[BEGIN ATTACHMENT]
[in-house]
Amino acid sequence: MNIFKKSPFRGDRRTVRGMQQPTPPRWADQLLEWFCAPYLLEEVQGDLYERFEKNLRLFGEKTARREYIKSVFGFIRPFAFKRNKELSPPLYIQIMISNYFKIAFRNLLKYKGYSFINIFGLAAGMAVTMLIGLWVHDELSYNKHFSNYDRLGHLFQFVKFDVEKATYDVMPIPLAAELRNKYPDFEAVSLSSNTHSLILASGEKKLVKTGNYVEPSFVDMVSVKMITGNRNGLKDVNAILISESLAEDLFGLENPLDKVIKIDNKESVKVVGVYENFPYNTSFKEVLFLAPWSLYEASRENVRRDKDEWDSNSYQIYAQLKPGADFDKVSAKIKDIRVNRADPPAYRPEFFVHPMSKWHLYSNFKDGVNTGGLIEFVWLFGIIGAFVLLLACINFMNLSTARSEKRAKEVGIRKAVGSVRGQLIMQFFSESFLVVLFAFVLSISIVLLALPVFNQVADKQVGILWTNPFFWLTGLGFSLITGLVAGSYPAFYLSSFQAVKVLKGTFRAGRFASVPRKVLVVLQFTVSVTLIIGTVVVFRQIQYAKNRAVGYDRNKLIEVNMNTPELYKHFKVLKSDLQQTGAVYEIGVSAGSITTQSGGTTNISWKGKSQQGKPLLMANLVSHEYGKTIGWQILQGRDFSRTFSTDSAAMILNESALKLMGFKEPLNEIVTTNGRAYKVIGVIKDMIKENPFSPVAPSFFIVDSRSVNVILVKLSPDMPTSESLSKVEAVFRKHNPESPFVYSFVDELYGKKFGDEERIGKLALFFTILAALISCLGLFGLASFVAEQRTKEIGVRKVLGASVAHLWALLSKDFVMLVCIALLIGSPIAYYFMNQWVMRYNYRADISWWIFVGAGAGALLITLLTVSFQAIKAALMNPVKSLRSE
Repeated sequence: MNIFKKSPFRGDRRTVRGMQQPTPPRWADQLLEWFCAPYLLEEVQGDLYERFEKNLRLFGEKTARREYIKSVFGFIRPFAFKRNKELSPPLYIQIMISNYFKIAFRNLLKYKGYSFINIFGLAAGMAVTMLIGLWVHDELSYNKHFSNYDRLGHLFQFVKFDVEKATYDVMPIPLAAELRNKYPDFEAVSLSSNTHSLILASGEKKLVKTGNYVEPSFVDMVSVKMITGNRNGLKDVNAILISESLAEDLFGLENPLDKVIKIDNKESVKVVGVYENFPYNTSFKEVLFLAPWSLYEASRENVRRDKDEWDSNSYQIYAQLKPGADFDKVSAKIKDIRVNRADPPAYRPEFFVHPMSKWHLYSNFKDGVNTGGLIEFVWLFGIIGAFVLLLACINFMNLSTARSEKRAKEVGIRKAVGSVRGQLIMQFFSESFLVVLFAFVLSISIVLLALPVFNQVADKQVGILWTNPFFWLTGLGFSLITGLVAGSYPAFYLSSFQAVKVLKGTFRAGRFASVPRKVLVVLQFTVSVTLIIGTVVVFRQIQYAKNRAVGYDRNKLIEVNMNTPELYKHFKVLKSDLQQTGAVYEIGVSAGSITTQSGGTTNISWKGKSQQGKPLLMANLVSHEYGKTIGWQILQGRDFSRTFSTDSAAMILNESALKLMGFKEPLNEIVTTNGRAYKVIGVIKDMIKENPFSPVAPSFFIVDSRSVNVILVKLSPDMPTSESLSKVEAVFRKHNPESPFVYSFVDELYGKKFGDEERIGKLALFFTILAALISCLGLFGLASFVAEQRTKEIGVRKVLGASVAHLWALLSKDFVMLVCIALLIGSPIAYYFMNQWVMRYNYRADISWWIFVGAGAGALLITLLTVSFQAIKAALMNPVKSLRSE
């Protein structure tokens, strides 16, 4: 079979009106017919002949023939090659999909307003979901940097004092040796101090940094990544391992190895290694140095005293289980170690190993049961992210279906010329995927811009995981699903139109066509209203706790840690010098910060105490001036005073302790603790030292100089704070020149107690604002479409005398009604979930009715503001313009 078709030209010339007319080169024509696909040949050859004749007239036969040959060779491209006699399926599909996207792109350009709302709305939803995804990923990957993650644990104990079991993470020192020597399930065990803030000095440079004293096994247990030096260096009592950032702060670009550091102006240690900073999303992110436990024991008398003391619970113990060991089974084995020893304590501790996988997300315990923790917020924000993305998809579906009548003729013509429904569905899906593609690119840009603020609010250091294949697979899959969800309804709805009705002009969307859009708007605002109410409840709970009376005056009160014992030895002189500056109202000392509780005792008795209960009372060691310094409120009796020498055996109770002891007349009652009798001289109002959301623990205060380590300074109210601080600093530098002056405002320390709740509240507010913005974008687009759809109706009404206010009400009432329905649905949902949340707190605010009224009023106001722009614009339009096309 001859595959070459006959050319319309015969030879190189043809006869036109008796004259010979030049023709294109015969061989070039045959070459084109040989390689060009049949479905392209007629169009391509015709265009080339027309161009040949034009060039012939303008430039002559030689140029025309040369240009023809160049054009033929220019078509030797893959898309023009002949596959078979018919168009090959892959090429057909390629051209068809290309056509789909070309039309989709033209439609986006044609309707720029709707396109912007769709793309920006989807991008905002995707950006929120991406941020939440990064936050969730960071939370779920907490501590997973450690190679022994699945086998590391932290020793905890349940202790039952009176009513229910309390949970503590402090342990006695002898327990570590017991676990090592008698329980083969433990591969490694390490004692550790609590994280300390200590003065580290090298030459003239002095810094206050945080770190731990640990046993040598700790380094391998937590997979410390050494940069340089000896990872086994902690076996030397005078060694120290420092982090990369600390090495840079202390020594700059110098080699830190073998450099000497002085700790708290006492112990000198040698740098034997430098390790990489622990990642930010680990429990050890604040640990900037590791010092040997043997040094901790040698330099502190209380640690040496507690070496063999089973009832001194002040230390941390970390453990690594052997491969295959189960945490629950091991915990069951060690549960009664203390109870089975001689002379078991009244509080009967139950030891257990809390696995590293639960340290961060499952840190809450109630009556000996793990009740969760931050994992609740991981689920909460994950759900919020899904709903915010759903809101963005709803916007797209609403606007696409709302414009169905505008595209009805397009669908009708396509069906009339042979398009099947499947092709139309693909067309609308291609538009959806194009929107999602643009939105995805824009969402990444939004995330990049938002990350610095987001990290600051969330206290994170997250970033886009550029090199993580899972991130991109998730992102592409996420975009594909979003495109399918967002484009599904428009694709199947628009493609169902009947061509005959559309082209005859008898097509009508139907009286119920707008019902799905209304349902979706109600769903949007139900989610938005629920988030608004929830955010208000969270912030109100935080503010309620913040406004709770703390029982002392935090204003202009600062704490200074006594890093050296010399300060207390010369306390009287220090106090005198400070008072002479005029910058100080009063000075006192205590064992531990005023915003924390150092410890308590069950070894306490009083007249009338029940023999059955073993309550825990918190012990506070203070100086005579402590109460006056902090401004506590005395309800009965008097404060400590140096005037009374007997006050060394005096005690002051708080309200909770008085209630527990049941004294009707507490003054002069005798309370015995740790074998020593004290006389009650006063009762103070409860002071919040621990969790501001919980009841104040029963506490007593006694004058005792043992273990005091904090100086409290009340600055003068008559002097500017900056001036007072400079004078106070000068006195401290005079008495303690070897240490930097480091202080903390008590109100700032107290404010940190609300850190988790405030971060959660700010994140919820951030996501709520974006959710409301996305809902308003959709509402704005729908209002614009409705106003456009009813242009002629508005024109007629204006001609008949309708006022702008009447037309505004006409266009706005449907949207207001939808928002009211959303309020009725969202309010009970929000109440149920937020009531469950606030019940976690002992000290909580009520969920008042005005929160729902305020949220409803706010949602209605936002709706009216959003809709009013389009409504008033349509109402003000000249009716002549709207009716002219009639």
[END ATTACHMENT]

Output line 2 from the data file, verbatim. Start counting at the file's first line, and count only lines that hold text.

Amino acid sequence: MNIFKKSPFRGDRRTVRGMQQPTPPRWADQLLEWFCAPYLLEEVQGDLYERFEKNLRLFGEKTARREYIKSVFGFIRPFAFKRNKELSPPLYIQIMISNYFKIAFRNLLKYKGYSFINIFGLAAGMAVTMLIGLWVHDELSYNKHFSNYDRLGHLFQFVKFDVEKATYDVMPIPLAAELRNKYPDFEAVSLSSNTHSLILASGEKKLVKTGNYVEPSFVDMVSVKMITGNRNGLKDVNAILISESLAEDLFGLENPLDKVIKIDNKESVKVVGVYENFPYNTSFKEVLFLAPWSLYEASRENVRRDKDEWDSNSYQIYAQLKPGADFDKVSAKIKDIRVNRADPPAYRPEFFVHPMSKWHLYSNFKDGVNTGGLIEFVWLFGIIGAFVLLLACINFMNLSTARSEKRAKEVGIRKAVGSVRGQLIMQFFSESFLVVLFAFVLSISIVLLALPVFNQVADKQVGILWTNPFFWLTGLGFSLITGLVAGSYPAFYLSSFQAVKVLKGTFRAGRFASVPRKVLVVLQFTVSVTLIIGTVVVFRQIQYAKNRAVGYDRNKLIEVNMNTPELYKHFKVLKSDLQQTGAVYEIGVSAGSITTQSGGTTNISWKGKSQQGKPLLMANLVSHEYGKTIGWQILQGRDFSRTFSTDSAAMILNESALKLMGFKEPLNEIVTTNGRAYKVIGVIKDMIKENPFSPVAPSFFIVDSRSVNVILVKLSPDMPTSESLSKVEAVFRKHNPESPFVYSFVDELYGKKFGDEERIGKLALFFTILAALISCLGLFGLASFVAEQRTKEIGVRKVLGASVAHLWALLSKDFVMLVCIALLIGSPIAYYFMNQWVMRYNYRADISWWIFVGAGAGALLITLLTVSFQAIKAALMNPVKSLRSE